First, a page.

After preprocessing and independent noise removing, the received signals will be processed by FOBSS. We make a comparison between the separated results and the reference signal. Figure 6 shows a comparison between the separated results and reference signal (the separation results and reference signal are adjusted to the same scale), and the coherence calculated by (4) is 0.89 (in the case that three magnetic noise sources and the transmitter are open). The coherence of the separated signal under multiple sets of experiments is higher than 0.8. The communication channel may be influenced slightly by industrial frequency interference. Since the data of Figures 6(a) and 6(b) are obtained at different time and places, it is reasonable that their envelope causes slight difference in a larger image display. Both the separated signal and the signal of the reference sensor can be decoded correctly in BPSK modulation.
(a) The comparison of separated results in time domain (one noise source)
(b) The comparison of separated results in time domain (three noise sources)
(c) The comparison of separated results in frequency domain (one noise source)
(d) The comparison of separated results in frequency domain (three noise sources)
The signal separation algorithm (FOBSS) can only acquire the waveforms similar to the original signals. The signal extraction is realized by (15) (FDCE). The processed results of multiple experiments are shown in Table 1; the time-domain coherence is given by (4), and the deviation ratio is given by (16).
The key purpose of this paper is to extract weak true signal masked by strong noise. The “weak” (SNR is too low) is the main problem. The extracted signal through FOBSS and FDCE can be decoded errorless and it has the same waveform as the reference signal. They also obtained the true amplitude. In the actual environment, the signal in the transmitter has minute difference from the signal in the air. In order to verify algorithms, the reference signal only can be the signal in the air but not that in the transmitter. Even though there is a slight influence factor, both the receiving end and the reference at 50 meters are affected (other algorithms can easily solve usually). The effectiveness cannot be influenced.
4.3. Data Analysis
The coherence larger than 0.8 indicates high correlation in statistical theory. The synthetic filtering based on the time-frequency domain is difficult to filter out in-band noise; the ability of empirical mode decomposition to overcome in-band noise is limited and it is difficult to identify the mode; when the situation is more complex, it needs signal separation through building conditions. We regard the similarity (the frequency-domain coherence) to the reference signal as the standard to evaluate the ability of different signal processing methods. There is a comparison between FOBSS and the synthetic filter in Figure 7. The coherence of FOBSS tends to 1, and the coherence of the synthetic filter is low. Simultaneously, because design of standard narrowband filter is not easy, the synthetic filter is difficult to solve the problem.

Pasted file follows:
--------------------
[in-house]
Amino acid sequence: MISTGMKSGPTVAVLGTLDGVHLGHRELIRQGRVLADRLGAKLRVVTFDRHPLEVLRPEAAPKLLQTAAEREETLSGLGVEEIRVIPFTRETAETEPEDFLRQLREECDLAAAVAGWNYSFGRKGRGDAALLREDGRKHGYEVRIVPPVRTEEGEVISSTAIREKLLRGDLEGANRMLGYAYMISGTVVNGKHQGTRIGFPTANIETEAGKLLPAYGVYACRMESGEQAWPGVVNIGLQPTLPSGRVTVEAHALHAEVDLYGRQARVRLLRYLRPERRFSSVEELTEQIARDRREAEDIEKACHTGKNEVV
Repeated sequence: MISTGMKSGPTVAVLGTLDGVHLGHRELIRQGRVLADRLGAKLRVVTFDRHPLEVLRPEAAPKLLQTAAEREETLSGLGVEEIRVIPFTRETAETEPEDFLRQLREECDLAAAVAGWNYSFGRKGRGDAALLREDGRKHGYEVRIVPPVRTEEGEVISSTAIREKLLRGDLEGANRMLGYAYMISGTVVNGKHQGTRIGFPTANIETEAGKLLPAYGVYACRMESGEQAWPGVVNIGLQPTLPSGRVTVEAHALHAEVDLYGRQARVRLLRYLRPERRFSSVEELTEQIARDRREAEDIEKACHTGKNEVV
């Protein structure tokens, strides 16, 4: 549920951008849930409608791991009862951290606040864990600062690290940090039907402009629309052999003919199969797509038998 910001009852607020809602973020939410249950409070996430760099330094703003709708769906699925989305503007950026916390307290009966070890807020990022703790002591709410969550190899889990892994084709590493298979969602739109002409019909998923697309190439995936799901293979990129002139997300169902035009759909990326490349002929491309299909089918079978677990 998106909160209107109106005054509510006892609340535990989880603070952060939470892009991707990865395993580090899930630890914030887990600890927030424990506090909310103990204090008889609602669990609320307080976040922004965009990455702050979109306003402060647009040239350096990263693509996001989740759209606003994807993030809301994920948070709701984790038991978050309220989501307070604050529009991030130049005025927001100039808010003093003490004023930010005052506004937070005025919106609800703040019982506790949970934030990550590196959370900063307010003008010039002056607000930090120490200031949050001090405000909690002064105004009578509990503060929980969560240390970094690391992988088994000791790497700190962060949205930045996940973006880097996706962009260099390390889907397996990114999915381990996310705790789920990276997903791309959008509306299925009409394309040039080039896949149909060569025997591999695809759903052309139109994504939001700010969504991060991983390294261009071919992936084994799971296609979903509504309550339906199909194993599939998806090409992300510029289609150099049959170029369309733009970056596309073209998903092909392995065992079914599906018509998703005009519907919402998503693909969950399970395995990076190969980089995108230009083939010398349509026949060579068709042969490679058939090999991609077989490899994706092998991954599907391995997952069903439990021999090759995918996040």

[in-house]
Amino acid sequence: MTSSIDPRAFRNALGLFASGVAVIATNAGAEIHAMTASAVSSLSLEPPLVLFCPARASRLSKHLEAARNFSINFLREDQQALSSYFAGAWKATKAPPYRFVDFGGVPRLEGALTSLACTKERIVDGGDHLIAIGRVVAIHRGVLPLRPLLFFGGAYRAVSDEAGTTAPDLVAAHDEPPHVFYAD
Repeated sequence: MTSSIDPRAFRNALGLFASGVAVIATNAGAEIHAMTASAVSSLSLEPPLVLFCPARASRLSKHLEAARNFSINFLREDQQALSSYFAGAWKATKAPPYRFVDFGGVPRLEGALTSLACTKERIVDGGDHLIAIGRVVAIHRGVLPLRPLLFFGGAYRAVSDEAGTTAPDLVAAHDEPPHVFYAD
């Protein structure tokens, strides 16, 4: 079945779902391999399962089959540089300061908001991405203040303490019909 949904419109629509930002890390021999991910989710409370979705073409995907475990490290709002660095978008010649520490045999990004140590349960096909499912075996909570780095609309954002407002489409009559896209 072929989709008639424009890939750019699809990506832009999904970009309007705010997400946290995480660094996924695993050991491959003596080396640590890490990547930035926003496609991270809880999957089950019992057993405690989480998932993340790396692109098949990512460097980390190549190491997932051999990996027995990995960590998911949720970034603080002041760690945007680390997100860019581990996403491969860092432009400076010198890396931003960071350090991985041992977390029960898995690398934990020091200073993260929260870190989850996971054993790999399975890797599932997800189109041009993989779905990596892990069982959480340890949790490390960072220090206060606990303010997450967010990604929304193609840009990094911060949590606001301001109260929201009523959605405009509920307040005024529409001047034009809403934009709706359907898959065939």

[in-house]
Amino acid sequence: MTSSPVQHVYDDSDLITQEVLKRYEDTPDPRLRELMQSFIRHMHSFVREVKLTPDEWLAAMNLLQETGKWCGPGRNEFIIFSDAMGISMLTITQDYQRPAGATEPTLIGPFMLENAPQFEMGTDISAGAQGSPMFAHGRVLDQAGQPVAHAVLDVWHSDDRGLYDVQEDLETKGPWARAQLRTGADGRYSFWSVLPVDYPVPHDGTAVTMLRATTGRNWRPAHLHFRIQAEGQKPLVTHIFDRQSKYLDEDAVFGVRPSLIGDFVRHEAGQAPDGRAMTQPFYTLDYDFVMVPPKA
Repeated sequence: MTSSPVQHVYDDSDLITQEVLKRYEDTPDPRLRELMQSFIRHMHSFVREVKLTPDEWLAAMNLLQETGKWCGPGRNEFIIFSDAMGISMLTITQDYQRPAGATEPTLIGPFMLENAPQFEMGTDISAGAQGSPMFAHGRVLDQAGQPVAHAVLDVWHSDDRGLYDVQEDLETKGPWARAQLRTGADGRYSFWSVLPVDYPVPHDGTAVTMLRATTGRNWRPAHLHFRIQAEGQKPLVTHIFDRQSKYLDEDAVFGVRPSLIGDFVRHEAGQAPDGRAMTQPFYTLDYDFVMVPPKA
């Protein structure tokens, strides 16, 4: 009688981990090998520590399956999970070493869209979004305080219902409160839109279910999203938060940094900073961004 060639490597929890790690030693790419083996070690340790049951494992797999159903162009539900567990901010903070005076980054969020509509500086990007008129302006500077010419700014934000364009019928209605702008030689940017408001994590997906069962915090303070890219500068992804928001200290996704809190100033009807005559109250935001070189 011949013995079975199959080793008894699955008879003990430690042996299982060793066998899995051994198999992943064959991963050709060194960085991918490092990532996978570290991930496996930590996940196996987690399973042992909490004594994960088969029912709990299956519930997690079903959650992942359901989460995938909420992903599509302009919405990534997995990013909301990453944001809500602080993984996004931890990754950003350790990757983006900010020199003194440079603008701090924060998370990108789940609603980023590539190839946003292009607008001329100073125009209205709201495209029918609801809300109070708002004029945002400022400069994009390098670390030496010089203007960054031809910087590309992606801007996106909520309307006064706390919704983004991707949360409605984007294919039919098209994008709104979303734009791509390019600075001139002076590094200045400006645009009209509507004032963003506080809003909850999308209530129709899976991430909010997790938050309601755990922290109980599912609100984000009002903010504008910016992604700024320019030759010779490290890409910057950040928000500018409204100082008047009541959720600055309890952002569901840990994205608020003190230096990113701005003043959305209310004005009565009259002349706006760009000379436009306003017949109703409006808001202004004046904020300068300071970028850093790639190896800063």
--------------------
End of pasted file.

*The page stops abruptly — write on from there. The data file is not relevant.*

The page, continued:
The signal preprocessing and independent noise removal are important work. Compared with basic BSS, FOBSS can effectively improve the computation time in multiple experiments. Even though (12) is a statistical result, FOBSS is more suitable for engineering application. In the original signal extraction, the deviation ratio of FDCE is about 6 percent. In short, according to the performance of FOBSS and FDCE, the proposed signal extraction method is effective.
In this paper, we have analyzed the characteristics of low-frequency magnetic field and have proposed FOBSS and FDCE. FOBSS improves processing efficiency. Even though FDCE is essentially from Fourier transform, it can be simply implemented and works well. A systemic method of extraction has been formed through the combination of FOBSS and FDCE.
This method has been effectively verified in multiple field experiments. Its advantage is that it can extract the waveform and the true amplitude under the condition of low SNR. It can remove the magnetic noise by about 25 dB or more. In future work, we will study the statistic characteristics of magnetic noise and give the mathematical relationship between the performance of the algorithms and independent noise.